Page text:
Based on the programs now underway, one can easily envision a day when Orthodox Christian citizens will play leading economic and governmental roles in lifting the entire Tanzanian society to a better standard of living.
Blessing the Loaves
Bishop Jeronymos understands that one of his primary roles is to marshal resources by inviting the Lord to bless the proverbial “five loaves and two fish” that have been presented. Indeed, the Lord is multiplying the gifts.
With a population of 38 million and annual GDP of $22 billion  (<$600/person), Bishop Jeronymos’ Tanzanian Diocese encompasses one of the poorest regions of the world.
As if that wasn’t a big enough challenge, approximately 9% of the adult population is living with HIV. Sadly, nearly 1.5 million children have been orphaned by AIDS; half a million of which are double orphaned with both parents having died of AIDS.
According to a recent study conducted by the World Bank, the economic impact of AIDS will be a reduction in Tanzanian GDP of 15-25% by 2010.
His Grace understands that if the Tanzanian Orthodox Church is to survive and prosper he is must address these difficult challenges head on through AIDS education and economic growth.
As many as 300 Orthodox missionaries visit Bukoba in western Tanzania each year. His Grace excels at enlisting their support in the ministries of the Church and making them champions of Tanzanian projects in their home parishes.
How does Bishop Jeronymos do it? His graciousness, humility, intelligence, loving and prayerful heart win everyone over. It is evident to all that he is doing the work of Christ, so people strive to do their best to help.
No project is too mundane or challenging for the Diocese to tackle. He understands the importance of job creation and economic development for the life of his community.
Bishop Jeronymos has asked each of his 70 landed Churches to plant 10,000 trees with seedlings grown in the Diocese’s own nurseries. In addition to the environmental benefit, the future value of the mature trees will provide an economic benefit to each community.
Jobs are also being created through the many construction projects, well drilling, the Diocesan farm, and furniture making shop. Similar projects are sure to follow.
The Diocese is also drilling water wells and plans to drill many more in the months to come to protect its people from commonly occurring, but avoidable, waterborne diseases.
It is evident from the project and activities of the Diocese that, not only is the Tanzanian Church being edified through the Bishop’s capable leadership, the people are also benefiting economically through job creation and capital investment.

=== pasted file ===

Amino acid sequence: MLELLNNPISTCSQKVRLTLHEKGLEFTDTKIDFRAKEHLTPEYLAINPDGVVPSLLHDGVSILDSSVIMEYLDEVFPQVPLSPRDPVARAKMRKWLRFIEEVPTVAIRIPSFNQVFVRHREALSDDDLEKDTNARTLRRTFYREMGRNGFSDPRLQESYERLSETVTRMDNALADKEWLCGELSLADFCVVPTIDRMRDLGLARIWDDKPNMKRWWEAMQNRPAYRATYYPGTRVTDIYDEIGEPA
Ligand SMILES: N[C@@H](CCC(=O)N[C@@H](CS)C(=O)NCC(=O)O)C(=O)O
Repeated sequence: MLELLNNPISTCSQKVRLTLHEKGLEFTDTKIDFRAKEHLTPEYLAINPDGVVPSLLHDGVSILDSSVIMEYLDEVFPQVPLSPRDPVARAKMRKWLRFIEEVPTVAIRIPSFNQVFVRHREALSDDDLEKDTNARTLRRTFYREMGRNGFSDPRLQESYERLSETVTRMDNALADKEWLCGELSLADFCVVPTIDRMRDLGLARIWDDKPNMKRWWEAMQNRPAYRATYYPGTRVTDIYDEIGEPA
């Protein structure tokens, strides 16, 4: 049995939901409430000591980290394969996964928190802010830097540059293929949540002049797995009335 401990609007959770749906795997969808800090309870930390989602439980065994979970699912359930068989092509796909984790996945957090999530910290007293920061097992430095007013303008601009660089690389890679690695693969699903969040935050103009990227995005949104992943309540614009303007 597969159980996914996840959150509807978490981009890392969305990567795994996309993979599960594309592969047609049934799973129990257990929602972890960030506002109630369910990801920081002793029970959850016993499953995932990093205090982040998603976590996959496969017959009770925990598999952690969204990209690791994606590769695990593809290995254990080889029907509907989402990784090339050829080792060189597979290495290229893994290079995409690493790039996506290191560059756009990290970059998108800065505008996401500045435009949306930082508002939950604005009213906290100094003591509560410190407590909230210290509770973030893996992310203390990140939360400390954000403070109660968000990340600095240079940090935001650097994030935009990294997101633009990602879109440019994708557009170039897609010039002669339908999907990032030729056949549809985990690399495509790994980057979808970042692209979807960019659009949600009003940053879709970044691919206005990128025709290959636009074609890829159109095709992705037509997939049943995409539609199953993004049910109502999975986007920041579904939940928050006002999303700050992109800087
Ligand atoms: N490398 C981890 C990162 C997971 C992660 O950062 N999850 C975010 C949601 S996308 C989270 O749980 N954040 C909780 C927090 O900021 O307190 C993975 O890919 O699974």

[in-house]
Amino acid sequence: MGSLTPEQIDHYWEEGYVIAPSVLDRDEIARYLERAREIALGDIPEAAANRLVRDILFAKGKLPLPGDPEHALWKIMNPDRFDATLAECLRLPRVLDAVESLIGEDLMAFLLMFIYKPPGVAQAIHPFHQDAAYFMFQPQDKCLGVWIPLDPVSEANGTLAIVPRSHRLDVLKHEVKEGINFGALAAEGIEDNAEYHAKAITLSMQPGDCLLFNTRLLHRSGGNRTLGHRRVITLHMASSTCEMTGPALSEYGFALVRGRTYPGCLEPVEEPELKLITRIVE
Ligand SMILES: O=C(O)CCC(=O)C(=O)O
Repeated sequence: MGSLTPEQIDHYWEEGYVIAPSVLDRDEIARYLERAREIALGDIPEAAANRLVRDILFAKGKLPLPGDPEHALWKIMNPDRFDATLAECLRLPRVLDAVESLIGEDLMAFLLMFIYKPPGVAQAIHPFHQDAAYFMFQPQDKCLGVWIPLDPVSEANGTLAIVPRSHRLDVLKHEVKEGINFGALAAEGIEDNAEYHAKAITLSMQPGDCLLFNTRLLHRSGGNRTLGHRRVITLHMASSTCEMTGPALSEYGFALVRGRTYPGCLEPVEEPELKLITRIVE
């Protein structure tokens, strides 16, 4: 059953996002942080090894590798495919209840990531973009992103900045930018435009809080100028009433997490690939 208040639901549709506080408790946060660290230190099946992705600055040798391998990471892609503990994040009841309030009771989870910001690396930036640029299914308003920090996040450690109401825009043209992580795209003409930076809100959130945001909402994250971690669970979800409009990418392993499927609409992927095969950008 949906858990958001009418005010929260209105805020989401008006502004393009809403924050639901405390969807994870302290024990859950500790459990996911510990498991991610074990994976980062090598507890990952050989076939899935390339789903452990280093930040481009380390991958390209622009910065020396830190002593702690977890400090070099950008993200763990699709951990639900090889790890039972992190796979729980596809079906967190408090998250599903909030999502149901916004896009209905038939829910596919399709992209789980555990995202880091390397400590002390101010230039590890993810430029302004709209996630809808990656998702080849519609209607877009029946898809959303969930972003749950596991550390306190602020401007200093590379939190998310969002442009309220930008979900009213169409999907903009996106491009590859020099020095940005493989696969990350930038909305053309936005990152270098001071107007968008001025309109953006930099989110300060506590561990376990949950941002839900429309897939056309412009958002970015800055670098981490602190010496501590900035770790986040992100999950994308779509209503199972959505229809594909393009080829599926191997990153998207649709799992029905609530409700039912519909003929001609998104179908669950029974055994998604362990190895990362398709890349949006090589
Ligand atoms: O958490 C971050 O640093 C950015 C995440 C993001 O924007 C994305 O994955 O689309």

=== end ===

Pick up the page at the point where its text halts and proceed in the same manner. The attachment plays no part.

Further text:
Remembrance of Death & Prayer
At our final gathering with Bishop Jeronymos as an OCMC team on the 15th of August, during our closing meal, we had the chance to reflect on our experiences together and the things we had witnessed in country.
We discussed the beauty of the people, the things we had seen accomplished, and our small contribution to the overall effort.
It was a somewhat somber moment as we also remembered the two people we had memorialized after the Holy Dormition Liturgy that morning, Mama Stavrou’s husband who had passed away five years prior, and Christina Lekas’ mother, Lydia, who had died the year before. Both of them were active church goers and devoted servants of God.
I decided to ask Bishop Jeronymos the following question, “Your Grace, we’ve seen the amazing work the Church is accomplishing here in Tanzania. As we return to our home parishes in America what message would you like us to convey to them? Is there anything else you need or would like us to share?”
His answer was simple and straightforward, “More than anything else we need your prayers. Everything requires God’s Grace. Recently I was traveling with my driver in a remote region of the Tanzania. Our car lost its brakes and we started to go off the side of a cliff. We would have plunged to our death had it not been for the intervention of the Panagia. More than anything we need your prayers.” He didn’t elaborate further but from the tone of his voice and the expression on his face, he’d clearly been through a harrowing experience.
In the face of all the extreme challenges of Mission life, in the face of poverty, remoteness, disease and death, and the many other challenges faced each day, the Bishop was keenly aware that everything good requires God’s Grace, and that prayer was essential to his success.
We are also reminded of just how thin the veil is separating the living from the dead; what a blessing, honor and privilege it is to serve the Lord; and of just how short the amount of time we have available for us to gather His harvest. These are very humbling thoughts indeed.
In acknowledgement we pray, “So teach us to number our days that we may gain a heart of wisdom.”
We also pray that God grants His Grace, Bishop Jeronymos, many years of health and happiness in service to our Lord Jesus Christ. Amen
Philemon welcomes comments on this article – feel free to e-mail with your reaction;
 Adam studied theology and European culture in Greece for seven years, and hopes to one day pursue a Masters of Divinity at Holy Cross in Brookline, MA.
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 Psalm 90:12